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Psychiatry Investig > Volume 7(1); 2010 > Article
Kook, An, Kim, Kim, Lee, and Namkoong: Psychotic Features as the First Manifestation of 22q11.2 Deletion Syndrome

Abstract

The 22q11.2 deletion is a genetic disorder which is characterized by abnormalities in cardiac functioning, facial structure, neurobehavioral development, T cell functioning, and velopharyngeal insufficiencies. In the presented case study, 22q11.2 deletion was found in a patient who has psychotic symptoms only. A 25-year-old woman with a history of hypoparathyroidism and hypothyroidism presented with auditory hallucinations and persecutory delusions. After three months of treatment with antipsychotic medications, the patient was readmitted with generalized tonic-clonic seizures. The following week, the patient went into sepsis. A fluorescent in situ hybridization (FISH) analysis revealed the presence of a 22q11.2 microdeletion. This case study suggests that psychotic symptoms can develop prior to the typical symptoms of a 22q11.2 deletion. As such, psychiatrists should test for genetic abnormalities in patients with schizophrenia when these patients present with seizures and immunodeficiencies.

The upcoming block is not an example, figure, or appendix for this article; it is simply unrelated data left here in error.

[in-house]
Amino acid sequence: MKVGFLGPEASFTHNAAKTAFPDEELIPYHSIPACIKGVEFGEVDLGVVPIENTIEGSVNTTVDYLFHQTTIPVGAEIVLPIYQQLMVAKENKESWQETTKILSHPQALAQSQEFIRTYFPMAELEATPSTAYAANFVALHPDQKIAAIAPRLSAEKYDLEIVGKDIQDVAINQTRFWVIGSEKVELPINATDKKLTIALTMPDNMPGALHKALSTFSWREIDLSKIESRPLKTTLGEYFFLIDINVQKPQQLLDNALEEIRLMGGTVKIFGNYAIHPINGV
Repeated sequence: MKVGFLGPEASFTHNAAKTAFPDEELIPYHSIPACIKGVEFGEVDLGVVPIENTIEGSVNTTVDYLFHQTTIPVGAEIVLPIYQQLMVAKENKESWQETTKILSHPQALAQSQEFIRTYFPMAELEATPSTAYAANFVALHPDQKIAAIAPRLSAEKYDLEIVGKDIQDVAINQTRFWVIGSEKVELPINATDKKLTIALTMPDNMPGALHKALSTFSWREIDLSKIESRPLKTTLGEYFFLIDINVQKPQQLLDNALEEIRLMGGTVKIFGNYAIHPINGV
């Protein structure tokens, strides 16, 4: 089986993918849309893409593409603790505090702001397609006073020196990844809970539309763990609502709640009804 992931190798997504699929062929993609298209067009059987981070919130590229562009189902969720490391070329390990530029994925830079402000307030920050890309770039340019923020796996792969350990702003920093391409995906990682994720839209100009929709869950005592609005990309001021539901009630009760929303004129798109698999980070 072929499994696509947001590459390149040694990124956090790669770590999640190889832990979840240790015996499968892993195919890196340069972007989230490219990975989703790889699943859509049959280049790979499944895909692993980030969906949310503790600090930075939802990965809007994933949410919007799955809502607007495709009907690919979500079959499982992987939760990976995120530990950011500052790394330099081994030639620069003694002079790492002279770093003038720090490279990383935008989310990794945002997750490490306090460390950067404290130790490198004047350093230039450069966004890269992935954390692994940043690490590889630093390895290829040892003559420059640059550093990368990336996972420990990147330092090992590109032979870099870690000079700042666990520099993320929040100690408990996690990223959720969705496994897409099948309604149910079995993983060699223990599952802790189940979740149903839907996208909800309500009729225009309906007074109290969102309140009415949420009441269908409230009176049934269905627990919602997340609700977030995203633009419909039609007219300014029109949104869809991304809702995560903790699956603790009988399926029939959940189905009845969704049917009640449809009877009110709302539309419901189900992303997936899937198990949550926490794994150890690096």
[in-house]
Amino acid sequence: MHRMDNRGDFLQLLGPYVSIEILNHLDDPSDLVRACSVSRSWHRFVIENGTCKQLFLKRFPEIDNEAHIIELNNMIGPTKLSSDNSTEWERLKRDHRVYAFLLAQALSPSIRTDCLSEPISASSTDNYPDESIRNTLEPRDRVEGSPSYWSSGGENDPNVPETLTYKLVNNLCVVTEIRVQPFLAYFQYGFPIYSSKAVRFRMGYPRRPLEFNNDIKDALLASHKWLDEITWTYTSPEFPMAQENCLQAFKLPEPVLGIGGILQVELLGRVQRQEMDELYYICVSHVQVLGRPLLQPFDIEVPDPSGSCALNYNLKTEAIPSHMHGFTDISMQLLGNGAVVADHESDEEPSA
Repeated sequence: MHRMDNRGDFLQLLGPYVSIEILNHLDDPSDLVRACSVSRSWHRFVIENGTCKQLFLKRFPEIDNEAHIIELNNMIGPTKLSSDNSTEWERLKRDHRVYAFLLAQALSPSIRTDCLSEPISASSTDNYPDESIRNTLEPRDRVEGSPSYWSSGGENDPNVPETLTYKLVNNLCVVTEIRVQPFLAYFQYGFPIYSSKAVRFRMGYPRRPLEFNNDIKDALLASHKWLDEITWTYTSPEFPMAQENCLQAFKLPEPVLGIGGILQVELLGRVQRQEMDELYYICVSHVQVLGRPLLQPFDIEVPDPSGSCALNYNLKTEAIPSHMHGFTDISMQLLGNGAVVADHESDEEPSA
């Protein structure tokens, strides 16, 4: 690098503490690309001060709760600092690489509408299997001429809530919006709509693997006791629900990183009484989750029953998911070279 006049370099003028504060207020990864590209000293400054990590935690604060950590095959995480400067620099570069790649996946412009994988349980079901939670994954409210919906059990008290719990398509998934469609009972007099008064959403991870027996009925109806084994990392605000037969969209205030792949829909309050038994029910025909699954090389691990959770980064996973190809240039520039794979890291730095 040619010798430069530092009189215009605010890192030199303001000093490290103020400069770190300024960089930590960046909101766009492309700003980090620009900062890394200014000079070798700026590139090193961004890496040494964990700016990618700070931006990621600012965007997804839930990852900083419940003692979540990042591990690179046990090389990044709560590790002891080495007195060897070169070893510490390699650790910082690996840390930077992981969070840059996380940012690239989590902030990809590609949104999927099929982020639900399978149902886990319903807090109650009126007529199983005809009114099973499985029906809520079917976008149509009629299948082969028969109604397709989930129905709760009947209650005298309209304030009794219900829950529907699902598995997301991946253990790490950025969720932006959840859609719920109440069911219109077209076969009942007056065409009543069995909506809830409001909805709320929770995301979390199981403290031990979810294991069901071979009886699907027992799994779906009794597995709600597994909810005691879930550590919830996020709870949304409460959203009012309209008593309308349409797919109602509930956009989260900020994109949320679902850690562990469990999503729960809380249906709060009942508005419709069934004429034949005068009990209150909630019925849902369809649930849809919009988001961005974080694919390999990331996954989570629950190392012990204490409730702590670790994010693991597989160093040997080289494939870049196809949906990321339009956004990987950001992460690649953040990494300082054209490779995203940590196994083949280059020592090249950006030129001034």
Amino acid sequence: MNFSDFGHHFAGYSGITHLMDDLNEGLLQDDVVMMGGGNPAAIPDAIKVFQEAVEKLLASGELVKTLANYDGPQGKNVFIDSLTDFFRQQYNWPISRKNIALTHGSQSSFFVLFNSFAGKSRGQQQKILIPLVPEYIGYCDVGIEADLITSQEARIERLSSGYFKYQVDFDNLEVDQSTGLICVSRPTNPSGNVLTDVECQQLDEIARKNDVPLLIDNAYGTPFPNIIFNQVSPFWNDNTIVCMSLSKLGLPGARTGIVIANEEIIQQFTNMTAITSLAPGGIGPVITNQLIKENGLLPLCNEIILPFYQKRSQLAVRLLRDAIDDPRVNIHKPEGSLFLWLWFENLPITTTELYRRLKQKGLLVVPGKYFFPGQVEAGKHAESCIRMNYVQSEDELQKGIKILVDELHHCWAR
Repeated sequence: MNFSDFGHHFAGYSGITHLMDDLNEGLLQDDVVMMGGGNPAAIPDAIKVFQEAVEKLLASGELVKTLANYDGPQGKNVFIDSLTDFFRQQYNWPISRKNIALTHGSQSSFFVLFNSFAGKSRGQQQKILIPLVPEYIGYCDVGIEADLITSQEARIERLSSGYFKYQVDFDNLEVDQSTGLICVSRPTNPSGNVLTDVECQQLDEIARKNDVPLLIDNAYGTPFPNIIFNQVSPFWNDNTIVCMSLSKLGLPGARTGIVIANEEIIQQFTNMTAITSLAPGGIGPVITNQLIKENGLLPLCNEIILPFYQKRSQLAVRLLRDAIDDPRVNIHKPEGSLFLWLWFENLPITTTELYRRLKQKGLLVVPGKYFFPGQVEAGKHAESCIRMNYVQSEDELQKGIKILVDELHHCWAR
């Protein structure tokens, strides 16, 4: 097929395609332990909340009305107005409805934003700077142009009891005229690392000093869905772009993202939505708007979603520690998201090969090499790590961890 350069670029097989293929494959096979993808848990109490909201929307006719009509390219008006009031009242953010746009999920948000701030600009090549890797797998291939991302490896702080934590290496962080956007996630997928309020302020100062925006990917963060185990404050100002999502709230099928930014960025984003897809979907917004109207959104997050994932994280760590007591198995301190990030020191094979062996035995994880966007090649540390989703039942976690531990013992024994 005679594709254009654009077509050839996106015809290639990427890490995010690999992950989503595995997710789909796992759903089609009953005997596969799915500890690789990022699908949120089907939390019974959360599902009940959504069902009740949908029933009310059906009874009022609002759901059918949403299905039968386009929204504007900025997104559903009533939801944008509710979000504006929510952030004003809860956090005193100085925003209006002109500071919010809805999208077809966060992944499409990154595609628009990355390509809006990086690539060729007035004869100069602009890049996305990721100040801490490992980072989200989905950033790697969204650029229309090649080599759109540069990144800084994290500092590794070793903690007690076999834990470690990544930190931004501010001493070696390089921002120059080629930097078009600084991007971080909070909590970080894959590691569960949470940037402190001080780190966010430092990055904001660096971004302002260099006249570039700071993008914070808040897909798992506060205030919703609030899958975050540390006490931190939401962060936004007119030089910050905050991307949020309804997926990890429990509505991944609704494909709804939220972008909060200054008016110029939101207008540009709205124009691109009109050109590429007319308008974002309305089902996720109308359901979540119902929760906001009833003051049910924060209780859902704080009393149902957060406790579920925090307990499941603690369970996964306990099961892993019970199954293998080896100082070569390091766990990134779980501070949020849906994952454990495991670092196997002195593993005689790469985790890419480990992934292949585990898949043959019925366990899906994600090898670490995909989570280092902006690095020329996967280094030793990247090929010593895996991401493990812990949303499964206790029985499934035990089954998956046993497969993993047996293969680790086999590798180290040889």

Introduction

The 22q11.2 deletion, also called velocardiofacial syndrome, is a genetic disorder which typically involves cardiac anomalies, facial anomalies, learning difficulties, hypocalcemia, and T cell abnormalities. Additionally, patients with 22q11.2 deletions are at higher risk of developing psychiatric disorders than is the general population. One-third of all individuals with 22q11.2 deletion syndrome develop schizophrenia-like psychotic disorders.1,2 However, it is uncommon for the psychotic symptoms to present as the initial manifestation of a 22q11.2 deletion. As such, genetic abnormalities are generally unsuspected among patients presenting with psychosis, but without velocardiofacial anomalies. A case report of a patient diagnosed with schizophrenia which was later confirmed to be the result of a 22q11.2 deletion is provided.

Case